If your results are like this, you need a better mirror.

rewriting? Actors, define your type and know your strengths. This will be invaluable. Tons of actors rail against the idea of “type-casting,” as they see it as a prejudicial and lazy way of casting a show or film. However, it’s always a good idea to know your strengths and play to them. Be willing to admit weaknesses as well. If you’ve always felt comfortable in dark, dramatic roles, but now you’re only being called out for girl next door roles on sitcoms, get into some comedy classes. If your resume is a little light on the TV and Film side, seek out projects that will help fill that out. If you feel like you are a bit rusty, a bit green, or a bit unfocused, it is OK to admit those things. If you try to go at this blindly, you’ll blend into the majority of actors and writers who are doing the same thing. Which brings us to:

3) Set Clear and Defined Goals

This goes hand in hand with the last piece of advice. Most of us get into this field because we feel a strong calling. In other words, we are crazy people. But if you can’t define what your ultimate goal is outside of “to be rich and famous” or “to make it” or “to get slimed at the Kid’s Choice Awards,” you need to be a bit more specific. I’m not saying “Winning an Oscar” is an unrealistic or unachievable goal. Your mindset and attitude has to be that it is realistic and achievable. But I think starting out with only that goal can be counter-intuitive. Keep those big dreams, but also come up with smaller, more achievable goals that will help you get there. If you don’t have an agent, make that a goal. If you aren’t in a union, make that a goal. If you haven’t done a show or a play in awhile, make that your goal. Setting up important and achievable goals in the short term is vital to feeling a sense of progression, plus avoiding burnout.  If you have a good grasp on the second tip, this third one will naturally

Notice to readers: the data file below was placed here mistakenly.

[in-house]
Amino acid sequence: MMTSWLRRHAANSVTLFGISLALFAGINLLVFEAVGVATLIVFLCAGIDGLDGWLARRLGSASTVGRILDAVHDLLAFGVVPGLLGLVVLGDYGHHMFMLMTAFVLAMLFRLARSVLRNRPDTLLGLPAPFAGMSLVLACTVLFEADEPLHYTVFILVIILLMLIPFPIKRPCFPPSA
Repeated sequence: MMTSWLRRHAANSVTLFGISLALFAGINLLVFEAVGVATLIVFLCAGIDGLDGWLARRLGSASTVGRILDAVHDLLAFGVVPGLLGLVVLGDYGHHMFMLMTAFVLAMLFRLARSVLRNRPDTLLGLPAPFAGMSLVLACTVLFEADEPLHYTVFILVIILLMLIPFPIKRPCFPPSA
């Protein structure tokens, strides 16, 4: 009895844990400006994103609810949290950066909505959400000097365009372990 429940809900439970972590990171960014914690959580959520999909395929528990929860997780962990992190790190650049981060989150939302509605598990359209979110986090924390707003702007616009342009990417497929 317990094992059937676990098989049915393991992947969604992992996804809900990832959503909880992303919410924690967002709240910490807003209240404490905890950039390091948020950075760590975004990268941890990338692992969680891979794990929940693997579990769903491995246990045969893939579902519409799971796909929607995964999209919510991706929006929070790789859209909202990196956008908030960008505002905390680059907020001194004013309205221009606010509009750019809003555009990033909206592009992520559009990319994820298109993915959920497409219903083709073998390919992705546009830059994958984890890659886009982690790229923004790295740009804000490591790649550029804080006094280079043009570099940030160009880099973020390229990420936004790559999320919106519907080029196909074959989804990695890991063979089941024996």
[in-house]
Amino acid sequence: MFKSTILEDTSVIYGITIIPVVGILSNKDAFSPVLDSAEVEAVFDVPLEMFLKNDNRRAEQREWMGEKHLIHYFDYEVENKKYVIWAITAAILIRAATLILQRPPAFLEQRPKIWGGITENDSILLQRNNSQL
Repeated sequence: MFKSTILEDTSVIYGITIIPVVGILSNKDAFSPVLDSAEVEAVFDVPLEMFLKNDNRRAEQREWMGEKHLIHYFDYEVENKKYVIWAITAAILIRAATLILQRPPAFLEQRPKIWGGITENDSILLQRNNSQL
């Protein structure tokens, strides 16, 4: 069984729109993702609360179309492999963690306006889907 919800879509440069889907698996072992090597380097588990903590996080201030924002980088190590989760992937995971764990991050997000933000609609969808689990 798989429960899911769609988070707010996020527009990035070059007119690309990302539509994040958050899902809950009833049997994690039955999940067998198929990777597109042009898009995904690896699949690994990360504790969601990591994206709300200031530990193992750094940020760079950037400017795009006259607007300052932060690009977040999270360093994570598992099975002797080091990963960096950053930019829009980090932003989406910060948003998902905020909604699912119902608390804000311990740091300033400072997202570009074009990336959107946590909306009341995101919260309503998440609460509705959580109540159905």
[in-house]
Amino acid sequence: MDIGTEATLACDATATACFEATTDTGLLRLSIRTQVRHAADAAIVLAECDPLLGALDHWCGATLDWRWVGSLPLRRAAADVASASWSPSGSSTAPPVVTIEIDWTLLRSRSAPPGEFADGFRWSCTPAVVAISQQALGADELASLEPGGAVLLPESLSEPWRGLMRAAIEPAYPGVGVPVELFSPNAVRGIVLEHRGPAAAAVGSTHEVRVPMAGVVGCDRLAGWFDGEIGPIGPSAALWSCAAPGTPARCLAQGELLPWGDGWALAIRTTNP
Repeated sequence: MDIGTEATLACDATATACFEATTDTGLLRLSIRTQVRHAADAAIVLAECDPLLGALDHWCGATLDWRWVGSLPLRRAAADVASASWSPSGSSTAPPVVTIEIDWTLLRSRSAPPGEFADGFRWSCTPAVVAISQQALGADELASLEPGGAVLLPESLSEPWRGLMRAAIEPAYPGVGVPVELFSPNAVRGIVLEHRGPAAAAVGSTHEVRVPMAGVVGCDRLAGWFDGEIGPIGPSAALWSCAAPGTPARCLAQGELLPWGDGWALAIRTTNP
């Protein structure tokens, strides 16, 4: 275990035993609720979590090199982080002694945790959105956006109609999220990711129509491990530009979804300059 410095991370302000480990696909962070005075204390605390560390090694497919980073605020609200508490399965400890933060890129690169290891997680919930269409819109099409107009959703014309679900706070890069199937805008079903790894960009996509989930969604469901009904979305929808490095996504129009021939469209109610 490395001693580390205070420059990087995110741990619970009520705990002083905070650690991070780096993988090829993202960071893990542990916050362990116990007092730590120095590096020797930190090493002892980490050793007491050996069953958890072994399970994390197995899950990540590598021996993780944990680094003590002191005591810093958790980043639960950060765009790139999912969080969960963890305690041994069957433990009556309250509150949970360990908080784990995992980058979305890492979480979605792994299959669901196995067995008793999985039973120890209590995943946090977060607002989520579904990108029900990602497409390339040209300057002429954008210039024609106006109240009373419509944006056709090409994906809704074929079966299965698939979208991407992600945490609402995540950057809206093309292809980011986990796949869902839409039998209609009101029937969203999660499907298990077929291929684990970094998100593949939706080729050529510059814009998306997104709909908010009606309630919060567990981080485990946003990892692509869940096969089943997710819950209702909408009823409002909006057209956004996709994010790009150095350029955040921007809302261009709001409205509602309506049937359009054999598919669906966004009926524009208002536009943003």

4) Do Not Try to Always Be The Smartest (Or The Most Talented) Person In The Room

Something that I’ve been really proud of is the caliber of people I’ve surrounded myself with. I’m constantly amazed and inspired by a lot of my peers. They have strengths that I don’t have, and therefore there’s a lot that I can learn from these people. A huge mistake is to try to hold onto that “big fish in a small pond” feeling you might have had in high school or even college. Don’t try to surround yourself with a bunch of sycophants who all just look up to your talent. Pick people that will challenge you, that will give you an honest and valuable opinion. People that will inspire to bring the best out of you, because you wouldn’t want to bring anything but the best to the table for these people.

5) Fear and Self Doubt are Part of the Gig.

There’s not really any way around it. You’re going to feel outclassed at times. You’re going to feel like you’re in over your head. You’re going to feel like this is not a good idea, or why didn’t you do something sensible like go to the Dental School?

This is all normal.

 

Actually... you might want to heed this warning.